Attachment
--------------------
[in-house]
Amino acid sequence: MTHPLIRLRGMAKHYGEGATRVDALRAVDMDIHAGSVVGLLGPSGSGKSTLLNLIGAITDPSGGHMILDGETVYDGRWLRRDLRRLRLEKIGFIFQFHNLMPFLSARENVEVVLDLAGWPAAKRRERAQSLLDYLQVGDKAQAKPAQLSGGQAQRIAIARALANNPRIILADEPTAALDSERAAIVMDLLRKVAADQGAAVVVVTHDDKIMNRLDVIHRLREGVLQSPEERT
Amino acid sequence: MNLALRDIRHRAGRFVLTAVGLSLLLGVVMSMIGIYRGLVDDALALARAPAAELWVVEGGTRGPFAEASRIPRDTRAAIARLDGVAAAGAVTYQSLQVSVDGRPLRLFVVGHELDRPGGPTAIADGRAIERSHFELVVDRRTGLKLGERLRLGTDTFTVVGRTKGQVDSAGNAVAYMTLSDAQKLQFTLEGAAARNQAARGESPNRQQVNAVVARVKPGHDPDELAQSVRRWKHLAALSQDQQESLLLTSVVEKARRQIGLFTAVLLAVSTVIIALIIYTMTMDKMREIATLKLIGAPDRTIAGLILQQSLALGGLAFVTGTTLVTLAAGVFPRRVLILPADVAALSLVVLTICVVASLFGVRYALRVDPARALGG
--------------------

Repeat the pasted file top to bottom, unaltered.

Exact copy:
[in-house]
Amino acid sequence: MTHPLIRLRGMAKHYGEGATRVDALRAVDMDIHAGSVVGLLGPSGSGKSTLLNLIGAITDPSGGHMILDGETVYDGRWLRRDLRRLRLEKIGFIFQFHNLMPFLSARENVEVVLDLAGWPAAKRRERAQSLLDYLQVGDKAQAKPAQLSGGQAQRIAIARALANNPRIILADEPTAALDSERAAIVMDLLRKVAADQGAAVVVVTHDDKIMNRLDVIHRLREGVLQSPEERT
Amino acid sequence: MNLALRDIRHRAGRFVLTAVGLSLLLGVVMSMIGIYRGLVDDALALARAPAAELWVVEGGTRGPFAEASRIPRDTRAAIARLDGVAAAGAVTYQSLQVSVDGRPLRLFVVGHELDRPGGPTAIADGRAIERSHFELVVDRRTGLKLGERLRLGTDTFTVVGRTKGQVDSAGNAVAYMTLSDAQKLQFTLEGAAARNQAARGESPNRQQVNAVVARVKPGHDPDELAQSVRRWKHLAALSQDQQESLLLTSVVEKARRQIGLFTAVLLAVSTVIIALIIYTMTMDKMREIATLKLIGAPDRTIAGLILQQSLALGGLAFVTGTTLVTLAAGVFPRRVLILPADVAALSLVVLTICVVASLFGVRYALRVDPARALGG